Developer to buy land for owls
Nests reportedly smashed to avoid environmental limits
This story appeared in the Antelope Valley Press on Wednesday, October 18, 2006.
By BOB WILSON
Valley Press Staff Writer
LANCASTER- A land development company responsible for smashing burrowing owl nesting sites to eliminate environmental impediments to construction was ordered Monday by the city's Planning Commission to purchase 30 acres of land as a habitat for burrowing. owls.,
The land is intended to replace 30 acres of owl-nesting area where Royal Investors Group of Los Angeles had submitted plans for the construction of 115 homes on the northwest corner of 40th Street West and Avenue K.
Speaking on behalf of Royal Investors, Orest Y. Dolyniuk told the commission one of the company's "partners" hired someone to remove the concrete irrigation pipes that the owls - considered a species of special concern by the state - use for nesting.
Dolyniuk called the action "an error in judgment."
To prevent future errors, commission Chairman Ken Mann asked his colleagues to require Royal to replace all of the habitat lost.
"It's real disappointing that what took place, took place," Mann said.
"One thing I don't want to have take place - at least on my watch as the chairman - is that somebody get the impression they can go out and start grading property and then come back in and ask for forgiveness," he said.
"At this stage of the game - because we can't count birds and we can't go out and do a study to figure out what really was there after the fact - then what would be appropriate from my viewpoint would be to match (the lost land) acre for acre," Mann said.
"In the future, if we've got somebody who just doesn't get the drift about going in and disturbing habitat, then maybe as time goes by, I might be making recommendations ... for greater (land-replacement) acquisitions," he said.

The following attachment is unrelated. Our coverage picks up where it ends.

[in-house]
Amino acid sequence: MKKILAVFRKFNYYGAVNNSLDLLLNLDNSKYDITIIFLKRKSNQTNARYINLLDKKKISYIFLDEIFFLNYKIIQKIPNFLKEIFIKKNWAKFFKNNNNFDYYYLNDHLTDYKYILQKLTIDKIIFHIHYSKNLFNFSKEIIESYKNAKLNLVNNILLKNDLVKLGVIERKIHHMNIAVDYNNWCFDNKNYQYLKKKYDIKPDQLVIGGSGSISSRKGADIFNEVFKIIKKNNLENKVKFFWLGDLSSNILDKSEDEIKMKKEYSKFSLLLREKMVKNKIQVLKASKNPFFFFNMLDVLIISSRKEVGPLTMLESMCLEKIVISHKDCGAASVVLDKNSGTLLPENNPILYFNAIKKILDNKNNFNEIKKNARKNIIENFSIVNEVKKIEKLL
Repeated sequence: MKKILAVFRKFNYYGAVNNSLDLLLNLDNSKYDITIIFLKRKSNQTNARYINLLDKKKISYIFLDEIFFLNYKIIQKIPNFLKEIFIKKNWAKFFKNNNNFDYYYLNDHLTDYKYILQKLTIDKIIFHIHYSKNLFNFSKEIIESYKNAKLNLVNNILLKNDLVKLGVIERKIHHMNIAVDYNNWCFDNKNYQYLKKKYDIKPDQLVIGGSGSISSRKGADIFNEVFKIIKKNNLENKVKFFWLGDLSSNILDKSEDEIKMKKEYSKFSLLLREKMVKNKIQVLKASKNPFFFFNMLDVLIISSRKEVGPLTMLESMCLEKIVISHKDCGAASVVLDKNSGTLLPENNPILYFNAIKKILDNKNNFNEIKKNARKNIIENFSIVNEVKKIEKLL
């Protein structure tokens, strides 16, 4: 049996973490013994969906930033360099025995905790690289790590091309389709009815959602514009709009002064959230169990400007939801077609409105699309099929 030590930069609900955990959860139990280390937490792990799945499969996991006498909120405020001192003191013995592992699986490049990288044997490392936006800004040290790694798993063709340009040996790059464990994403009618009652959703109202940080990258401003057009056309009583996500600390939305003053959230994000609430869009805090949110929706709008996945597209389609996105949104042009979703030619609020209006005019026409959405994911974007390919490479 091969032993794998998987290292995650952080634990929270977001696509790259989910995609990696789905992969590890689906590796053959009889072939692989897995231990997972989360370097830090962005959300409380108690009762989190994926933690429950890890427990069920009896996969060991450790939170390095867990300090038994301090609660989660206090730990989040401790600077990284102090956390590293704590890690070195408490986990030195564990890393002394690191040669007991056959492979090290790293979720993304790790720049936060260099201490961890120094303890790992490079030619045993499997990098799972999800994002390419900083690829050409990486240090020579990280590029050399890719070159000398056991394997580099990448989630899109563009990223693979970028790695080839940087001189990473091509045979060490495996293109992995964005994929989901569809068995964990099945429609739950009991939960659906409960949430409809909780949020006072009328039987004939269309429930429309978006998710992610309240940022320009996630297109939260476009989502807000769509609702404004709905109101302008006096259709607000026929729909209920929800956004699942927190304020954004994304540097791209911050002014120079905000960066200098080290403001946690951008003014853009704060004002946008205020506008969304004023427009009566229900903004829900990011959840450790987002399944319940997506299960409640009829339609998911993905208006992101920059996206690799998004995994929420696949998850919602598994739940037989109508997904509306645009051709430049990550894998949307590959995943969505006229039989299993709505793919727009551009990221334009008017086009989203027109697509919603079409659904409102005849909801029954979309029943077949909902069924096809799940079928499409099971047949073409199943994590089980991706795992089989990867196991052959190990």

The nesting sites - concrete irrigation standpipes - were smashed in January after two local environmental groups asked the City Council to overturn the Planning Commission's Oct. 17, 2005, approval of a map submitted for the project.
The commission's approval was appealed by the Friends of the Prime Desert Woodlands and the Antelope Valley Environmental Group, and the appeal was upheld by the City Council on Feb. 14.
The council agreed with the environmental groups and their legal adviser that Royal Investors' plans should have been sent for review to the State Clearinghouse, the agency that has authority over all development projects in California and disseminates information to appropriate departments for environmental review and comment.
The City Council sent plans for the Royal Investors project back to the Planning Commission "with direction to have biological studies re-done on the site and to have a new initial (environmental) study completed on the property," recalled Brian Ludicke, director of Lancaster's Department of Community Development.
A new initial study was sent to the State Clearinghouse with a proposal that Royal Investors be required to purchase and set aside 10 acres of land as a replacement habitat, Ludicke said.
The California Department of Fish and Game - one of the agencies to which such plans are routed by the State Clearinghouse - advised the city to require- Royal ..to, purchase 30 -acres, not -10:
In his recommendation to the Planning Commission on Monday, Ludicke again recommended requiring Royal Investors to set aside 10 acres for burrowing owl habitat.